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Canada: Best practices for medicating pigs

A new video produced by Manitoba Pork Council demonstrates the use of both conventional and new needleless injection technologies for administering veterinary medications to swine.

Needleless injection offers a virtually pain free alternative to conventional methods for administering medication to livestock.

A new 17 minute video, shot at the University of Manitoba's swine research facilities at the Glenlea Research Station and produced by Manitoba Pork Council, demonstrates the use of conventional needles and syringes and the new needleless injection technology.

Manitoba Pork Council quality assurance and labour programmes manager Miles Beaudin says needless injection offers a range of animal welfare and food safety benefits.

Needles in pork

“The purpose of video was to create a resource of best production practices for the use of conventional syringe and needle and that of the new technology, needleless injectors,” Beaudin tells Bruce Cochrane at Farmscape.

“To date there continues to be broken needles found within packing plants across Canada and I felt that Manitoba Pork Council needed to demonstrate leadership across Canada to address this issue.

“Not only does this video reinforce recommended best practices but this video also paves the way to demonstrate the new technology and will help producers further increase their animal welfare on the farm.

“Thirdly in Manitoba MAFRI, the Manitoba government has recently provided funding for subsidisation of needleless injectors to the amount of CAN$2,000 per gun for every farm in Manitoba that is on the food safety programme, the Canadian Quality Assurance Program.”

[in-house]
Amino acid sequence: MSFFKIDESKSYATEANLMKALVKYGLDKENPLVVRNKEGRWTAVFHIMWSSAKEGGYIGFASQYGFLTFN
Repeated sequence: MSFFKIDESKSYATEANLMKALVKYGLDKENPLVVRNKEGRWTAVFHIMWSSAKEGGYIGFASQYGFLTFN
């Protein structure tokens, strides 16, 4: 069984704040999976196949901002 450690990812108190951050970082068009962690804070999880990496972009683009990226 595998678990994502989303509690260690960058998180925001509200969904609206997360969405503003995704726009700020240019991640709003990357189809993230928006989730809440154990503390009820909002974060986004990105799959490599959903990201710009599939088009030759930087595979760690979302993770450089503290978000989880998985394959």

Beaudin says, because needleless injection is so new and because the subsidy programme has only recently been announced, adoption of the technology has been limited but he expects much more interest in the near future.

The new video is available through Manitoba Pork Council.

Study to evaluate easiness of use

Manitoba Pork Council expects a study planned for 2010 to provide the province's pork producers greater insight into the value of needleless injection.

Researchers with the University of Manitoba will compare the ease of use of needleless injectors to conventional needles and syringes, their effect on animal performance and the effectiveness of the medications administered.


To make the project as professional as possible the project will be managed by University of Manitoba.

“We have chosen a site that has several thousand pigs on it at all times and this will allow for a very large sample size and ensure that the project gets the information it needs,” Beaudin says.

The study is expected to take about six months start to finish and once complete a research report will be circulated among the province's pork producers and the information is expected to be presented during producer seminars.


Related websites:

Manitoba Pork Council
University of Manitoba 

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